The reality of that has proven just the opposite. It's shown that these companies are nimble, or they're agile. They can serve their mission. They can move at the speed they need to to serve their customers. It's really been great to see.
From that perspective, it's a challenge, for certain. But it's something that they're built to last. They've been through Great Depressions and world wars and all of those things. They really are durable entities, and they're really meant to serve their policyholders.
That being the case, do you think mutuals may actually somehow be uniquely positioned in a way that their stock brethren are not as we emerge from all this chaos of the past year and a half?
Certainly, their financial strength has helped them. Their balance sheets are very strong. Eighty-five percent of the mutual industry has been around for over 100 years. That durability, that strength has really served them well right now. They can take the long-term view. They don't have to recover in a quarter, the way a stock insurer may from a stock-price perspective.
They can take the steps they need to recover. That's truly a strength of this structure that has been around forever and doesn't get a lot of attention, but it really works in this context.
You used the word “challenge” a couple of times. What are the challenges mutuals face in this new economic environment that we're in?
There are several. We've got the challenges of just the economy itself, broadly speaking, and the uncertainty that still exists there. It's a challenging regulatory environment right now. The insurers are facing a host of issues. We advocate for them every day in the halls of Congress or in the state Capitols.
Recently, there was a federal court hearing on the HUD rule [the Implementation of the Fair Housing Act's Discriminatory Effects Standard], the rule that we're challenging and have been challenging for, it seems like, a decade now.
There were also two hearings in the U.S. Senate banking committee. That's just a normal week. [In July and August] there was also an NCOIL meeting and the NAIC meeting. There's always a set of issues.
Right now, the political environment—it's so partisan and so challenging to operate in that it creates new problems for the industry, it seems like, every week. That's really what our mission is here at NAMIC and it's what we're here to do, is to represent the interests of our member companies in those bodies.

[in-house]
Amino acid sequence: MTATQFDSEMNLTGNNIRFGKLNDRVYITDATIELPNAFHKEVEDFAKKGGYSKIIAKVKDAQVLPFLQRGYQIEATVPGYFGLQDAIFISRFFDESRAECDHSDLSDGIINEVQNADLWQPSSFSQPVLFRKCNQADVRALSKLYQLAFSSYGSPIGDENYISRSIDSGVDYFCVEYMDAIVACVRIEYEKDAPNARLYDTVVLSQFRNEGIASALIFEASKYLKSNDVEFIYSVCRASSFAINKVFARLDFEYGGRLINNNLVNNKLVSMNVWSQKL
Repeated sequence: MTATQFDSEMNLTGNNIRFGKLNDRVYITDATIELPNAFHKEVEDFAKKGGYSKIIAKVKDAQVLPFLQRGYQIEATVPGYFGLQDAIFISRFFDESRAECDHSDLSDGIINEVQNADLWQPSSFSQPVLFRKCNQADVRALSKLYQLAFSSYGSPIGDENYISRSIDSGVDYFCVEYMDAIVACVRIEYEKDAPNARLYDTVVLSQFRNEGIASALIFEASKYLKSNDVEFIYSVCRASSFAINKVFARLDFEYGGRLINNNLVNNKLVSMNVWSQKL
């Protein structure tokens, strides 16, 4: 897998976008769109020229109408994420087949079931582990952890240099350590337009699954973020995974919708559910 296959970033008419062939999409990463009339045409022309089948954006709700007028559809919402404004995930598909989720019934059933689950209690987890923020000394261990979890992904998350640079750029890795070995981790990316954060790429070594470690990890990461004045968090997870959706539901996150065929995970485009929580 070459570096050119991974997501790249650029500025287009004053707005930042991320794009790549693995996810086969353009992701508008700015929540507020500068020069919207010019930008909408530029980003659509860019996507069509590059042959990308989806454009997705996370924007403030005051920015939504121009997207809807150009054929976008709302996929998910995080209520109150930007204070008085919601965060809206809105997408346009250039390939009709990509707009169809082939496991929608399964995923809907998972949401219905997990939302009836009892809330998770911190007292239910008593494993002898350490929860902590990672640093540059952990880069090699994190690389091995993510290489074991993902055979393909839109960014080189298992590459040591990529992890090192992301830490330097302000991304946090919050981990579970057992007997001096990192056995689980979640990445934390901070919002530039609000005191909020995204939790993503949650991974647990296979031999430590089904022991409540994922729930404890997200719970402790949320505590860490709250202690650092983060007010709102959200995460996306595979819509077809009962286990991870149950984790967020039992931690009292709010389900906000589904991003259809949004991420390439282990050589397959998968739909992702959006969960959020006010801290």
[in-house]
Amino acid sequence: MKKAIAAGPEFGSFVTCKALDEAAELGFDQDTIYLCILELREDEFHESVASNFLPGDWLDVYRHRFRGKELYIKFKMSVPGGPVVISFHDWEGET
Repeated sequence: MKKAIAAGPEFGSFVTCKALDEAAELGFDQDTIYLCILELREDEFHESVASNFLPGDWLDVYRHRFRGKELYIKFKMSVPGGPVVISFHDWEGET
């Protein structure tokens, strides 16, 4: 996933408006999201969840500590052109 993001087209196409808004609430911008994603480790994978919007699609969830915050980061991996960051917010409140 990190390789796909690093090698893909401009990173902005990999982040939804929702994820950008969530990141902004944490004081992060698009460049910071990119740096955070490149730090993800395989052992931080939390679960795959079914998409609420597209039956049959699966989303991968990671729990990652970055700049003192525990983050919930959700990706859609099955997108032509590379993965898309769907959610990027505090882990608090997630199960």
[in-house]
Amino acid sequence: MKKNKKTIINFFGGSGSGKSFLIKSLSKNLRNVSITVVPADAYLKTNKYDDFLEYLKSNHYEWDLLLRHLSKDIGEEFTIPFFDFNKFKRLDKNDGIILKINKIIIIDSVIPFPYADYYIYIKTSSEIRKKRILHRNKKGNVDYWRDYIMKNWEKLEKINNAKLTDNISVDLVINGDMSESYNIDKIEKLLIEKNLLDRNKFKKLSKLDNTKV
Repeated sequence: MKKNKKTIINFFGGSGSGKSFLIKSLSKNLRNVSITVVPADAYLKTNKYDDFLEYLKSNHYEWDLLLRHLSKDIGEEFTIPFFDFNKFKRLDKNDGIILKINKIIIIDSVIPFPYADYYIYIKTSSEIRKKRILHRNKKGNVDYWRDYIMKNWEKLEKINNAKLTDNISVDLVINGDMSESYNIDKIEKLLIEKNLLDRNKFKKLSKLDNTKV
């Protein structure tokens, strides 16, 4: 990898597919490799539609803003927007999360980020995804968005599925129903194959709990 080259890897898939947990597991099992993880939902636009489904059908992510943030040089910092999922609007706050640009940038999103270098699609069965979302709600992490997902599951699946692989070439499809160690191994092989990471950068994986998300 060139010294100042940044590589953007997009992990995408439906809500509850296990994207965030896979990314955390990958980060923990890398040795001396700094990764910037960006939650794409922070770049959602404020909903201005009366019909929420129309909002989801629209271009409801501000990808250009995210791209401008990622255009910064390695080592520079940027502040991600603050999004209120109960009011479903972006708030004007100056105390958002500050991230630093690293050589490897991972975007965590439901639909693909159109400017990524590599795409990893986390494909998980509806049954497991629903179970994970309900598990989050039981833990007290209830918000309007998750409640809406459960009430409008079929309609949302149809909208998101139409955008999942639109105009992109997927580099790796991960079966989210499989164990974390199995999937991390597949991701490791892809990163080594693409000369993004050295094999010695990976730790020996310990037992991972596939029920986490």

What are your plans and vision for NAMIC as you take the reins of the organization?
This organization, like I said, it's a great place. It's full of wonderful members. We've grown a lot in the last 15 years. In the last five years alone, we've added over 100 new member companies. We're up to over 1,500 companies that are members of NAMIC.
In the personal lines market, for instance, NAMIC members underwrite 65% of the auto market and a little over half of the homeowners market. Those are also the areas where there are lots of challenges. Those areas are the ones that generate controversy, generally speaking, in legislative bodies.
My vision for NAMIC is to not just continue to grow—we will do that, we will find new ways to serve member companies—but really to grow into ourselves and be the voice of the mutual industry wherever that needs to happen, whether that's in Washington, whether that's in the halls of the state Capitols, internationally, wherever it may be.
NAMIC is the voice of the mutual industry. My vision for this organization is to innovate. We need to invest in some new technology ourselves but also to keep doing what we're doing and to make the organization seem familiar.
Our biggest challenge is we've got to reconnect our member companies to the organization as well. Just as we've all been separated, the companies have been separated from their association. That's one of our top priorities—to accomplish that goal to reconnect the staff. We've been working remotely ourselves.
We're going to reconnect everybody here shortly and the same thing with member companies. I look for NAMIC to continue to grow, continue to be a voice of the mutual industry, and to continue to be the organization that everybody knows so well.